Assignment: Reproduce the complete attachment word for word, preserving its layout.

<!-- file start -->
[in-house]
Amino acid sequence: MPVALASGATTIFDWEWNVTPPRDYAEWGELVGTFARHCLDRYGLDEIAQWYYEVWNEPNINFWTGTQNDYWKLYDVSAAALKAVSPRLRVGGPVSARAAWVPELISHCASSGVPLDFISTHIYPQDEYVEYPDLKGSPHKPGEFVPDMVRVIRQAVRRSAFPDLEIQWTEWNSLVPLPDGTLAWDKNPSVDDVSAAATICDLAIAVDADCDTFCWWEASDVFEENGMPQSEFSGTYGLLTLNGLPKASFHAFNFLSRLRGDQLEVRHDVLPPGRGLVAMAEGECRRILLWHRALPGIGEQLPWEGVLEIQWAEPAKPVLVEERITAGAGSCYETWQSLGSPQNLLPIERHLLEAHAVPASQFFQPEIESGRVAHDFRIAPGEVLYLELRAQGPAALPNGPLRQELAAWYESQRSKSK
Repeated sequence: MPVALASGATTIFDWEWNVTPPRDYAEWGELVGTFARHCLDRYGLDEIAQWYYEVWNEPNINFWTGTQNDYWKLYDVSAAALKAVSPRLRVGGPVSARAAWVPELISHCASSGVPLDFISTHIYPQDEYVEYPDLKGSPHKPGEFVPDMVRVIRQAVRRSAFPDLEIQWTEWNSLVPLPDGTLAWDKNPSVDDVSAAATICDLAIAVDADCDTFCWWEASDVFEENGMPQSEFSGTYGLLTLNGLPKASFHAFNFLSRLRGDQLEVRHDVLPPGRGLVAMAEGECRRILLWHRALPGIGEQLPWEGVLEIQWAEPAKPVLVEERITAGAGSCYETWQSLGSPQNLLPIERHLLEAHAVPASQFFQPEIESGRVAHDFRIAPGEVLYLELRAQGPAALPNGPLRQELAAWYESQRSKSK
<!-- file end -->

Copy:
[in-house]
Amino acid sequence: MPVALASGATTIFDWEWNVTPPRDYAEWGELVGTFARHCLDRYGLDEIAQWYYEVWNEPNINFWTGTQNDYWKLYDVSAAALKAVSPRLRVGGPVSARAAWVPELISHCASSGVPLDFISTHIYPQDEYVEYPDLKGSPHKPGEFVPDMVRVIRQAVRRSAFPDLEIQWTEWNSLVPLPDGTLAWDKNPSVDDVSAAATICDLAIAVDADCDTFCWWEASDVFEENGMPQSEFSGTYGLLTLNGLPKASFHAFNFLSRLRGDQLEVRHDVLPPGRGLVAMAEGECRRILLWHRALPGIGEQLPWEGVLEIQWAEPAKPVLVEERITAGAGSCYETWQSLGSPQNLLPIERHLLEAHAVPASQFFQPEIESGRVAHDFRIAPGEVLYLELRAQGPAALPNGPLRQELAAWYESQRSKSK
Repeated sequence: MPVALASGATTIFDWEWNVTPPRDYAEWGELVGTFARHCLDRYGLDEIAQWYYEVWNEPNINFWTGTQNDYWKLYDVSAAALKAVSPRLRVGGPVSARAAWVPELISHCASSGVPLDFISTHIYPQDEYVEYPDLKGSPHKPGEFVPDMVRVIRQAVRRSAFPDLEIQWTEWNSLVPLPDGTLAWDKNPSVDDVSAAATICDLAIAVDADCDTFCWWEASDVFEENGMPQSEFSGTYGLLTLNGLPKASFHAFNFLSRLRGDQLEVRHDVLPPGRGLVAMAEGECRRILLWHRALPGIGEQLPWEGVLEIQWAEPAKPVLVEERITAGAGSCYETWQSLGSPQNLLPIERHLLEAHAVPASQFFQPEIESGRVAHDFRIAPGEVLYLELRAQGPAALPNGPLRQELAAWYESQRSKSK